Urbanisation and development in historical perspective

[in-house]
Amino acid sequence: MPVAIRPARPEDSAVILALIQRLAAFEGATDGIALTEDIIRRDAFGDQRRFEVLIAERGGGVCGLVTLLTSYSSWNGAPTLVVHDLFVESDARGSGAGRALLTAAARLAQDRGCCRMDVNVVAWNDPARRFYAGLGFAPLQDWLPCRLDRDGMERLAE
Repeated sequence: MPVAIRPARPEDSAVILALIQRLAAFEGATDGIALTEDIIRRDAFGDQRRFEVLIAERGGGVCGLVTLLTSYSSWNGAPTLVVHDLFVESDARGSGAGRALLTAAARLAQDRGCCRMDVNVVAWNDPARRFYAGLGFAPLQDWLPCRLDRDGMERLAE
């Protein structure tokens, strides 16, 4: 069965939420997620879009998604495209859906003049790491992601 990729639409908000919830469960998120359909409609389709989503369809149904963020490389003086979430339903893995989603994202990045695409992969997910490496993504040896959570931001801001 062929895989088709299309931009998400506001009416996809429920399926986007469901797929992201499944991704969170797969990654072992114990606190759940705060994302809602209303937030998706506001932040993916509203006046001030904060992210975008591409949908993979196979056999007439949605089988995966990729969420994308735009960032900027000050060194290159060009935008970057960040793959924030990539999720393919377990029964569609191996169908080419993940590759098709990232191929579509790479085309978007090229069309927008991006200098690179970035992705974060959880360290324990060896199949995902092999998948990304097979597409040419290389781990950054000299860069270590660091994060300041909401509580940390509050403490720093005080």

Development – as a historical process that results in the expansion of human freedoms – long predates the rise of development theory and practice. Progressive changes in the social and political institutions that bind human populations together, as well as steady improvements in the material conditions of human societies, began some ten thousand years ago with the rise of agriculture. Shortly thereafter, cities arose, and with them the foundations for civilisations and eventually nation-states. It was not, however, until the nineteenth century that urbanisation took off. Demographic and economic forces created the necessary stimulus that ultimately led to the urbanisation of Europe and other rapidly industrialising nations. Many of these nations used their expanding economic and military power to colonise territories in Africa, Asia and Latin America, a process which had important effects on trajectories of urban development in these areas. By brieﬂy exploring processes of urban change over the longue durée we can better understand the patterns of urban development that we ﬁnd today.